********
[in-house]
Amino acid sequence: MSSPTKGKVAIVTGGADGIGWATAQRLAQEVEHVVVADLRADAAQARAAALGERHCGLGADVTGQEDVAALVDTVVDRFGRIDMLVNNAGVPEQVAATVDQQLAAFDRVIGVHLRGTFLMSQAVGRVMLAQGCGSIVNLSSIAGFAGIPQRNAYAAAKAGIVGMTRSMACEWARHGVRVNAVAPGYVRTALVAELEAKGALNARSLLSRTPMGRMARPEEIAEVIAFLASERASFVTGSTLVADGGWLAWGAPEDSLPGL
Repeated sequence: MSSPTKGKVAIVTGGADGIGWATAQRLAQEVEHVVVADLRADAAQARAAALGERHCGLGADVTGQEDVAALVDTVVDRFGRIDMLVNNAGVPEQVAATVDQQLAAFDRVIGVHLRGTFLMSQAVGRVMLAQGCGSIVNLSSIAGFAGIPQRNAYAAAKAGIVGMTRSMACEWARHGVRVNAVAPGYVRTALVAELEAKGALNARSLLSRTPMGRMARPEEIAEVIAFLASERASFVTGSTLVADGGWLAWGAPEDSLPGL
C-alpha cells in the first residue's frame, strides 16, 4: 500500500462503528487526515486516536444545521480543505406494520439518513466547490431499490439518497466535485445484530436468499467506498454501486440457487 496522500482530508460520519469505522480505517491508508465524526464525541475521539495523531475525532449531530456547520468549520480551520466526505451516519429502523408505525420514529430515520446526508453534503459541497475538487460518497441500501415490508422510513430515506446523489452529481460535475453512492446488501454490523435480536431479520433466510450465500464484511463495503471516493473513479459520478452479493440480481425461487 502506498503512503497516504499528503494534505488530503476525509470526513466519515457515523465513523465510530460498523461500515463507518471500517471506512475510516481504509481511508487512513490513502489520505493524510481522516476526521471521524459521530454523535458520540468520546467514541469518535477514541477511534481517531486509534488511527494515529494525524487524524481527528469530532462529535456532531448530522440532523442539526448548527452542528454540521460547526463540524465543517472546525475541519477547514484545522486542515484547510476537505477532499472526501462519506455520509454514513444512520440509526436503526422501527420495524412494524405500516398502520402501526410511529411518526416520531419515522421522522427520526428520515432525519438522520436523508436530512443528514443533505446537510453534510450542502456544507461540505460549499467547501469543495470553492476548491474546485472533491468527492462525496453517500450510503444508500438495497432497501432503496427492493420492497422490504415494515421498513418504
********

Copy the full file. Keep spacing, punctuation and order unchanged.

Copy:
[in-house]
Amino acid sequence: MSSPTKGKVAIVTGGADGIGWATAQRLAQEVEHVVVADLRADAAQARAAALGERHCGLGADVTGQEDVAALVDTVVDRFGRIDMLVNNAGVPEQVAATVDQQLAAFDRVIGVHLRGTFLMSQAVGRVMLAQGCGSIVNLSSIAGFAGIPQRNAYAAAKAGIVGMTRSMACEWARHGVRVNAVAPGYVRTALVAELEAKGALNARSLLSRTPMGRMARPEEIAEVIAFLASERASFVTGSTLVADGGWLAWGAPEDSLPGL
Repeated sequence: MSSPTKGKVAIVTGGADGIGWATAQRLAQEVEHVVVADLRADAAQARAAALGERHCGLGADVTGQEDVAALVDTVVDRFGRIDMLVNNAGVPEQVAATVDQQLAAFDRVIGVHLRGTFLMSQAVGRVMLAQGCGSIVNLSSIAGFAGIPQRNAYAAAKAGIVGMTRSMACEWARHGVRVNAVAPGYVRTALVAELEAKGALNARSLLSRTPMGRMARPEEIAEVIAFLASERASFVTGSTLVADGGWLAWGAPEDSLPGL
C-alpha cells in the first residue's frame, strides 16, 4: 500500500462503528487526515486516536444545521480543505406494520439518513466547490431499490439518497466535485445484530436468499467506498454501486440457487 496522500482530508460520519469505522480505517491508508465524526464525541475521539495523531475525532449531530456547520468549520480551520466526505451516519429502523408505525420514529430515520446526508453534503459541497475538487460518497441500501415490508422510513430515506446523489452529481460535475453512492446488501454490523435480536431479520433466510450465500464484511463495503471516493473513479459520478452479493440480481425461487 502506498503512503497516504499528503494534505488530503476525509470526513466519515457515523465513523465510530460498523461500515463507518471500517471506512475510516481504509481511508487512513490513502489520505493524510481522516476526521471521524459521530454523535458520540468520546467514541469518535477514541477511534481517531486509534488511527494515529494525524487524524481527528469530532462529535456532531448530522440532523442539526448548527452542528454540521460547526463540524465543517472546525475541519477547514484545522486542515484547510476537505477532499472526501462519506455520509454514513444512520440509526436503526422501527420495524412494524405500516398502520402501526410511529411518526416520531419515522421522522427520526428520515432525519438522520436523508436530512443528514443533505446537510453534510450542502456544507461540505460549499467547501469543495470553492476548491474546485472533491468527492462525496453517500450510503444508500438495497432497501432503496427492493420492497422490504415494515421498513418504